Polar Bear

Ursus maritimus
Family: Ursidae
polar bear

Photo © Alaska Stock


See a 3-D animation of a polar bear skull.

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polar bear range map

Distribution/Migration: Arctic. From Bering Sea into Chukchi and Beaufort seas. Seasonal movement with ice: north in summer as ice recedes from coast, south with advancing ice in fall. Pink shows summer range, blue shows winter range, and purple shows year-round range.

This web page is modified from the book Marine Mammals of Alaska by Kate Wynne, illustrated by Pieter Folkens, available at the Alaska Sea Grant Bookstore.

Marine Mammal Guide

SIZE: Average adult male 8.5 ft (2.6 m), 900 lbs. Average adult female 6.5 ft (2 m), 500 lbs. At birth: 10 in (0.3 m), 1-2 lbs.

BODY: Large, long-legged bear with dense fur and blubber layer. Prominent snout and short, round, furred ears.

COLOR: White with black eyes, nose, and lips.

BEHAVIOR: Usually solitary except female-cub groups or near abundant food source. Pregnant females den up for winter but do not hibernate. All age and sex classes may den temporarily to avoid harsh weather. Very inquisitive, with an acute sense of smell. Swim with head above water, dog-paddling with front legs. Dive to approach basking seals at edge of floes or to flee from humans.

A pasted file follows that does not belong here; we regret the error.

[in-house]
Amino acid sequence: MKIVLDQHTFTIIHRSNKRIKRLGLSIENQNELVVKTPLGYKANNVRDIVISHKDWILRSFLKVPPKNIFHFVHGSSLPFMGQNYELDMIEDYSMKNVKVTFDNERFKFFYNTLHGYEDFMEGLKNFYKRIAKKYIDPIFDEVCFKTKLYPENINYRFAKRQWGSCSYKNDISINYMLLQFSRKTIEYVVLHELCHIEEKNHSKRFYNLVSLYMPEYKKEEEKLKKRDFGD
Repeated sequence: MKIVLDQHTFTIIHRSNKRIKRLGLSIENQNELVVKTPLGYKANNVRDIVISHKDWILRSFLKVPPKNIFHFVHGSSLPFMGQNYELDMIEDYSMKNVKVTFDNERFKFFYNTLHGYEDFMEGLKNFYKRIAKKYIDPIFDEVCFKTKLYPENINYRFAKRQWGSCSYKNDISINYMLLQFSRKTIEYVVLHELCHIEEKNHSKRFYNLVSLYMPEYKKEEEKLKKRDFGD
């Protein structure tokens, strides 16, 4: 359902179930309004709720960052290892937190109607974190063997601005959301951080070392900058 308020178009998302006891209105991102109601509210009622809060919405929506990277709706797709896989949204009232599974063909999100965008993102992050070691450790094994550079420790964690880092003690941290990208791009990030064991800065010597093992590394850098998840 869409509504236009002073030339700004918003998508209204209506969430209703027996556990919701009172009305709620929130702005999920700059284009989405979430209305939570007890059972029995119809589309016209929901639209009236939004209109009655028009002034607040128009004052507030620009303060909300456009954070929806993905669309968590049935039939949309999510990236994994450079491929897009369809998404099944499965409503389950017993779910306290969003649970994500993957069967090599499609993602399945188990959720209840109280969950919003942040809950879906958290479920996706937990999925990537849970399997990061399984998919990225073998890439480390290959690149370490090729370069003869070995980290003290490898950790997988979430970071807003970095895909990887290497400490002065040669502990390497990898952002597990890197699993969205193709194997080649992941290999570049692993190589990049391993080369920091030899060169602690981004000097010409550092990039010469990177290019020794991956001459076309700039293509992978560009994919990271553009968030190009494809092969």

HABITAT: Spend entire life associated with pack ice. Females may prefer shorefast ice while others prefer moving sea ice at the floe edge. Usually within 180 mi of shore.

FOOD HABITS: Eat primarily ringed and bearded seals. Catch seals mainly by still-hunting at breathing holes, haul-outs, and lairs, or stalking basking seals. Occasionally eat other mammals, eggs, vegetation, beach-cast carrion.

LIFE HISTORY: Sexually mature at 4–8 yrs. Breed polygamously April–June. 1–3 cubs every 28 mos. Pregnant females dig a den October–December where cubs are born December–January and stay until March–April. Lactation lasts 28 mos. May live to 25–30 yrs.

STATUS AND HUMAN INTERACTION: Population apparently healthy. Approx 3–4000 in Alaska. Sport hunters killed approx 200 per yr from 1940s until banned in 1972. Subsistence use (for hide, meat, handicraft) by Alaska Natives <100 per yr. Loss of sea ice threatens denning and foraging of this ice-dependent species.